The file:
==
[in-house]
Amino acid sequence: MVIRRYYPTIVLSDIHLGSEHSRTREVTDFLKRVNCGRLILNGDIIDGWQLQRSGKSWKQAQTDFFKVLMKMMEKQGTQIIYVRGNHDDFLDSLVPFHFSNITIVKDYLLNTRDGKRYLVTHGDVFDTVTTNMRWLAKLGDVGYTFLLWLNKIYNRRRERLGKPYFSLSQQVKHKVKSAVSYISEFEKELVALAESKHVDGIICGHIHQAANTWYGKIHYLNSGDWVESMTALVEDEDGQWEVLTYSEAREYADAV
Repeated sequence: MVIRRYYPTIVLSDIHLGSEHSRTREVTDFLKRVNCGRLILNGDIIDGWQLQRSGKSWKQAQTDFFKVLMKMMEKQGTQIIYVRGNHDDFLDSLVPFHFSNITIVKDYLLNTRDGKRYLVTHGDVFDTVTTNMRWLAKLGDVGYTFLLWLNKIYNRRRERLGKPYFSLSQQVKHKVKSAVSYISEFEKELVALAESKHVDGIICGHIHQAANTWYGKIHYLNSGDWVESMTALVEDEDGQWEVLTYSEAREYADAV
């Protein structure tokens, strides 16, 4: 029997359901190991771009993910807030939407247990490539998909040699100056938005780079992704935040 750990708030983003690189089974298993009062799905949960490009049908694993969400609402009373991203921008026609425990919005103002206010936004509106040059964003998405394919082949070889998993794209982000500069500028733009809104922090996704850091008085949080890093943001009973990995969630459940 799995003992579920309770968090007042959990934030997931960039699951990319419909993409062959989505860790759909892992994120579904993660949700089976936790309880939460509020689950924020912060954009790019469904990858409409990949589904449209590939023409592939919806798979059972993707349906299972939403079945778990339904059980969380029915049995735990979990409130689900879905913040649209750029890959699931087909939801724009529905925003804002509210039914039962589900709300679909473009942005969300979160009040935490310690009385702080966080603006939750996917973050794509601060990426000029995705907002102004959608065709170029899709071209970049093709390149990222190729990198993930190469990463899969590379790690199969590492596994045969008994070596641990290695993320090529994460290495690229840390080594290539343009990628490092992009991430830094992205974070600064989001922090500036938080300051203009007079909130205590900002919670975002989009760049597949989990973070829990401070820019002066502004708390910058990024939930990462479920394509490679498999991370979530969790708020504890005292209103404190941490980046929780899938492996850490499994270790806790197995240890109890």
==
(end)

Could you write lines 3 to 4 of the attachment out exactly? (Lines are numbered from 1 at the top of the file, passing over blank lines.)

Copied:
Repeated sequence: MVIRRYYPTIVLSDIHLGSEHSRTREVTDFLKRVNCGRLILNGDIIDGWQLQRSGKSWKQAQTDFFKVLMKMMEKQGTQIIYVRGNHDDFLDSLVPFHFSNITIVKDYLLNTRDGKRYLVTHGDVFDTVTTNMRWLAKLGDVGYTFLLWLNKIYNRRRERLGKPYFSLSQQVKHKVKSAVSYISEFEKELVALAESKHVDGIICGHIHQAANTWYGKIHYLNSGDWVESMTALVEDEDGQWEVLTYSEAREYADAV
């Protein structure tokens, strides 16, 4: 029997359901190991771009993910807030939407247990490539998909040699100056938005780079992704935040 750990708030983003690189089974298993009062799905949960490009049908694993969400609402009373991203921008026609425990919005103002206010936004509106040059964003998405394919082949070889998993794209982000500069500028733009809104922090996704850091008085949080890093943001009973990995969630459940 799995003992579920309770968090007042959990934030997931960039699951990319419909993409062959989505860790759909892992994120579904993660949700089976936790309880939460509020689950924020912060954009790019469904990858409409990949589904449209590939023409592939919806798979059972993707349906299972939403079945778990339904059980969380029915049995735990979990409130689900879905913040649209750029890959699931087909939801724009529905925003804002509210039914039962589900709300679909473009942005969300979160009040935490310690009385702080966080603006939750996917973050794509601060990426000029995705907002102004959608065709170029899709071209970049093709390149990222190729990198993930190469990463899969590379790690199969590492596994045969008994070596641990290695993320090529994460290495690229840390080594290539343009990628490092992009991430830094992205974070600064989001922090500036938080300051203009007079909130205590900002919670975002989009760049597949989990973070829990401070820019002066502004708390910058990024939930990462479920394509490679498999991370979530969790708020504890005292209103404190941490980046929780899938492996850490499994270790806790197995240890109890």